wingnuts go coal crazy: anatomy of a failed smear

Posted by on Nov 3, 2008 in election 2008 | 0 comments

How pathetically dumb and desperate is the right wing at this very moment? Pretty damn dumb. Woke up this morning to see Memeorandum linking to a Newsbusters article (your first clue) that reads:

P.J. Gladnick / Hidden Audio: Obama Tells SF Chronicle He Will Bankrupt Coal Industry

The ever moronic Gateway Pundit chimes in:

EXPLOSIVE NEW AUDIO— Obama Promises San Francisco Audience He Will Bankrupt Coal Industry!!

Being an truth free orgy, Cappin’ Ed gets in on the action:

Obama: I’ll make energy prices “skyrocket”

So, here’s the deal: the audio and video of this interview has been available since January 18 2008, the day after Obama sat down with the San Francisco Chronicle editorial board.

It’s not hidden at all.

Newsbusters is wrong, Gateway Pundit is wrong, and so is Sarah Palin, who said today:

“Why is the audiotape just now surfacing?” Palin asked, leading someone in the crowd to shout, “Liberal media!”

“This interview was given to San Francisco folks many, many months ago,” Palin said. “You should have known about this, so that you would have better decision-making information as you go into the voting booth.”

Here’s the video. The pertinent quote that the wingnuts are cherry picking and taking out of context begins at 25:15:

Newsbusters gets the source correct, but it’s not hidden audio if the video is available is it? We don’t have to go into how the fear mongering obsessed Gateway Pundit skews it to “Obama promises San Francisco Audience He Will Bankrupt Coal Industry!!”

The Cappin is just laying the ground for the McGrumpyand Sarracuda disinfo… which is here and here…. just like clockwork.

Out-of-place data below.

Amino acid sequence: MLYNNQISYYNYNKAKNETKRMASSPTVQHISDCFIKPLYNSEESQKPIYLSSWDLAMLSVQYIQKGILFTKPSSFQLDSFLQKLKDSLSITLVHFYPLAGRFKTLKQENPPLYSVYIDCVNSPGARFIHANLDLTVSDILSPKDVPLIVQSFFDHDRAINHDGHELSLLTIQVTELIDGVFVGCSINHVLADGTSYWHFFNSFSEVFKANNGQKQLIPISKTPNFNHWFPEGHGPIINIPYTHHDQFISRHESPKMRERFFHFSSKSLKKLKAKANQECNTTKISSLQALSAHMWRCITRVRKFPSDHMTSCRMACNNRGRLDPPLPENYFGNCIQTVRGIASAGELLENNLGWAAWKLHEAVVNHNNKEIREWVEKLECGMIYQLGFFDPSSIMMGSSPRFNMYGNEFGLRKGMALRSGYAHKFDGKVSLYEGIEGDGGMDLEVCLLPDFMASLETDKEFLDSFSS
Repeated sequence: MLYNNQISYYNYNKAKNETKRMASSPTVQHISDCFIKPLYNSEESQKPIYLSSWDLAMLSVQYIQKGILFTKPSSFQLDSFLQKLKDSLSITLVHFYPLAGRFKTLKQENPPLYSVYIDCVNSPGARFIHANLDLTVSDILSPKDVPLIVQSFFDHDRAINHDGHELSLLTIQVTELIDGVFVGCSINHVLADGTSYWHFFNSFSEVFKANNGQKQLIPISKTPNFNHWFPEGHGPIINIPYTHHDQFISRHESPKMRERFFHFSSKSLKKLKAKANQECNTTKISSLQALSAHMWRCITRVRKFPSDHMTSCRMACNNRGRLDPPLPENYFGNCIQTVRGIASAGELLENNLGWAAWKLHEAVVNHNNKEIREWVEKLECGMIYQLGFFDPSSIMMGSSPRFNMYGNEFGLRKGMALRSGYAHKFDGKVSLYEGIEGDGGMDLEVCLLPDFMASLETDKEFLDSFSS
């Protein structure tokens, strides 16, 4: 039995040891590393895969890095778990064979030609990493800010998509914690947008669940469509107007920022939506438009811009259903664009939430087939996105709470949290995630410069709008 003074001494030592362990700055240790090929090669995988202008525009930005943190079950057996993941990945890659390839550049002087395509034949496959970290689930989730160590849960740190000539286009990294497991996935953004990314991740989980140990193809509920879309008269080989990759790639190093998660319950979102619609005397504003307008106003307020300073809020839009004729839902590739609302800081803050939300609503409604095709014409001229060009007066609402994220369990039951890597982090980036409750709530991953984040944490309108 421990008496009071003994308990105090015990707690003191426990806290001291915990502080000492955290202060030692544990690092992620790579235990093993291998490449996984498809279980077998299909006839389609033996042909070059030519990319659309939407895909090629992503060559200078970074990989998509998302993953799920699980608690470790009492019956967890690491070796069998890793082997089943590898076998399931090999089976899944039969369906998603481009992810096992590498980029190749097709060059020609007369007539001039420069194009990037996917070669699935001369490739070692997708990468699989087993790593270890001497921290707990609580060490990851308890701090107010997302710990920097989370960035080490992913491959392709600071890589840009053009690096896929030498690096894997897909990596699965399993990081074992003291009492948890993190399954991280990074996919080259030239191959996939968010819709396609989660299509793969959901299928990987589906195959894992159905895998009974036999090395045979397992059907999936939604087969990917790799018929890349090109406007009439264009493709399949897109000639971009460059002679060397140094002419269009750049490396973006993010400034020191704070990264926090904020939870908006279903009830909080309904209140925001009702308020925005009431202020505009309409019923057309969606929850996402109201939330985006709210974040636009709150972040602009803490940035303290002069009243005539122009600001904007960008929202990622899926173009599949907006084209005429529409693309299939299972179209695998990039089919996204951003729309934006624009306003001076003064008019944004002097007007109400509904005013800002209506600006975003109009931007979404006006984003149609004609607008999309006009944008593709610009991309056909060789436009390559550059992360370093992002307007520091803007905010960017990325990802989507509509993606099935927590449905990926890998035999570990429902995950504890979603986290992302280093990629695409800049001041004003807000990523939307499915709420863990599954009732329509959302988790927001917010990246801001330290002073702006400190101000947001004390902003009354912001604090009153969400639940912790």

And, truly pathetic… Palin just parrots the lies from the blogs that the audio was not available! What tools. They’re being led to their doom by the right wing blogs!


Here’s the full text of the quote in context:

“I voted against the Clear Skies Bill. In fact, I was the deciding vote — despite the fact that I’m a coal state and that half my state thought that I had thoroughly betrayed them. Because I think clean air is critical and global warming is critical.

“But this notion of no coal, I think, is an illusion. Because the fact of the matter is, is that right now we are getting a lot of our energy from coal. And China is building a coal-powered plant once a week. So what we have to do then is figure out how can we use coal without emitting greenhouse gases and carbon. And how can we sequester that carbon and capture it. If we can’t, then we’re gonna still be working on alternatives.

“But … let me sort of describe my overall policy. What I’ve said is that we would put a cap and trade policy in place that is as aggressive if not more aggressive than anyone out there. I was the first call for 100 percent auction on the cap and trade system. Which means that every unit of carbon or greenhouse gases that was emitted would be charged to the polluter. That will create a market in which whatever technologies are out there that are being presented, whatever power plants are being built, they would have to meet the rigors of that market and the ratcheted-down caps that are imposed every year.

“So if somebody wants to build a coal-powered plant, they can. It’s just that it will bankrupt them because they’re going to be charged a huge sum for all that greenhouse gas that’s being emitted. That will also generate billions of dollars that we can invest in solar, wind, biodiesel, and other alternative energy approaches. The only thing that I’ve said with respect to coal — I haven’t been some coal booster. What I have said is that for us to take coal off the table as an ideological matter, as opposed to saying if technology allows us to use coal in a clean way, we should pursue it, that I think is the right approach. The same with respect to nuclear. Right now, we don’t know how to store nuclear waste wisely and we don’t know how to deal with some of the safety issues that remain. And so it’s wildly expensive to pursue nuclear energy. But I tell you what, if we could figure out how to store it safely, then I think most of us would say that might be a pretty good deal.

“The point is, if we set rigorous standards for the allowable emissions, then we can allow the market to determine and technology and entrepreneurs to pursue, what the best approach is to take, as opposed to us saying at the outset, here are the winners that we’re picking and maybe we pick wrong and maybe we pick right.”

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